Thursday, May 28, 2009

Measuring "Outputs" in Determining Funding for Universities

At many universities (inclugin the University of Calgary), funding is often decided basedo n inputs: how many grants individuals/institutions have received, how many students are attending, etc. While there are funding decisions based on outputs (number of publications by faculty, donations from alumni (considering graduates as an output form the unversity), funding decisions at the provincial and federal levels are often basedon what I would consider inputs. In the U.S., there are proposals to make funding for universities based on their main output good:

Lawmakers in Ohio appear likely to adopt a plan, introduced this year, that would base 100% of higher education spending on course and degree completion. Indiana is considering a similar but more modest proposal. And in Louisiana, the governor and Legislature have called for plans that tie 25% of higher education funding to student success.

The concept of rewarding institutions that meet certain goals has been around for about 30 years, but the newer proposals focus more on student outcomes and involve more money.

The renewed interest reflects a growing concern that the USA has fallen behind other countries in college completion rates at a time when higher education is more important than ever.

Other states have similar programs:
Strategies vary with state priorities, says Brenda Albright, an education consultant in Franklin, Tenn., who studies enrollment-based funding.

• Ohio and Indiana are targeting degrees in science, technology, engineering and math.

• Missouri's department of higher education has proposed a plan to finance schools based on how students in allied health and other fields fare on state licensing exams.

Washington state's board of community and technical colleges plans to reward schools when students cross certain hurdles, such as completing 15 credits and passing math, along the way toward earning a credential.

Some early adopters, such as Florida, have seen results. From 1997 to 2007, Florida's community-college completion rates shot up 43% while enrollments rose 18%.

Such policies would imply that universities with low completion rates would experience funding cuts. This may be an appropriate way to help divert resources to better institutions. I am curious what this type of policy would imply for programs within an institution. I don't know what the results look like for other fields, but in economics, the American Economic Association has a study which looked at completion rates in economic graduate programs. As expected, lower ranked universities have lower completion rates in economic graduate programs. (These lower rates may be due to selection, competition for the higher tiered schools, or the smaller programs at some universities.)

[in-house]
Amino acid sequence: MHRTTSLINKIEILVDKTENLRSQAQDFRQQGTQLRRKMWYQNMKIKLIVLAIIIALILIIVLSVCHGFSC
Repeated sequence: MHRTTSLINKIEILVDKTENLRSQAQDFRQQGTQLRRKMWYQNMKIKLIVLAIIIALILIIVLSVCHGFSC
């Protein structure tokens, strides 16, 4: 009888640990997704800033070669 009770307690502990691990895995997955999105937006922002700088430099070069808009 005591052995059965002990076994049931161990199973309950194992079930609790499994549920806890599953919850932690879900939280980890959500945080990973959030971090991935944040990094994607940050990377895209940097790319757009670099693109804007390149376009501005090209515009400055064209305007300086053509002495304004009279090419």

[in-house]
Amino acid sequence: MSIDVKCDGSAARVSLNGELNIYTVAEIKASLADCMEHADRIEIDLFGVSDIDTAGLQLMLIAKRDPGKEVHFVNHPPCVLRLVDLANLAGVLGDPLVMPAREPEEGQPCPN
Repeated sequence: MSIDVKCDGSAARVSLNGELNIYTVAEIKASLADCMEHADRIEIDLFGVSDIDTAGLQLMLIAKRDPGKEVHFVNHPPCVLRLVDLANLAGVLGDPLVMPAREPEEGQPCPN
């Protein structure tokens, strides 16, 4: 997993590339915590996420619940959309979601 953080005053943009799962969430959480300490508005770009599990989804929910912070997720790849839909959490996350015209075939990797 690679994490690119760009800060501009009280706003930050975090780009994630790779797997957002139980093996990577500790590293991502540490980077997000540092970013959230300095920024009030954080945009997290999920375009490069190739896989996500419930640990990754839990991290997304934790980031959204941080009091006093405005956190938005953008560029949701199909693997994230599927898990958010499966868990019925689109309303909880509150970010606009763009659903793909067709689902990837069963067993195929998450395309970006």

As noted earlier, 27 percent of the 2002 entering class had completed work on their Ph.D. within five years of matriculation. Thirty-four percent of the original cohort had dropped out by their fifth anniversary, leaving 39 percent still toiling in the academic vineyard.3 Based on a sample of 1,154 economics Ph.D.s who graduated in 1996-97 and 2001-02 (two cohorts who all completed their degrees during the same years), Siegfried and Stock (1999, 2004) found that 41 percent of those who eventually earn a Ph.D. degree, do so by the end of five years. A similar completion distribution for our 2002 entering class sample, adjusted for likely attrition at our disproportionately higher tier sample programs, implies an eventual completion rate around 60 percent for all 2002 economics Ph.D. program entrants.

Completion falls monotonically as program rank declines, ranging from a five-year completion rate of 33 percent for the three Tier 1 programs in our sample, to only 17 percent of the entrants into programs ranked below 48th (Tier 5). Given their higher completion rates and because Tier 1 and Tier 2 programs appear to better avoid attrition among their students than programs in lower tiers (the Tier 1 and 2 two-year attrition rates average less than 18 percent of entrants, while those of lower tier programs are above 32 percent of entrants), we group Tier 1 and Tier 2 programs together when estimating completion. Because five year completion rates of students in Tier 3 and Tier 4 programs are similar, but those for Tier 5 programs are much lower, we group programs in Tiers 3 and 4 together, and use that large group as a benchmark.

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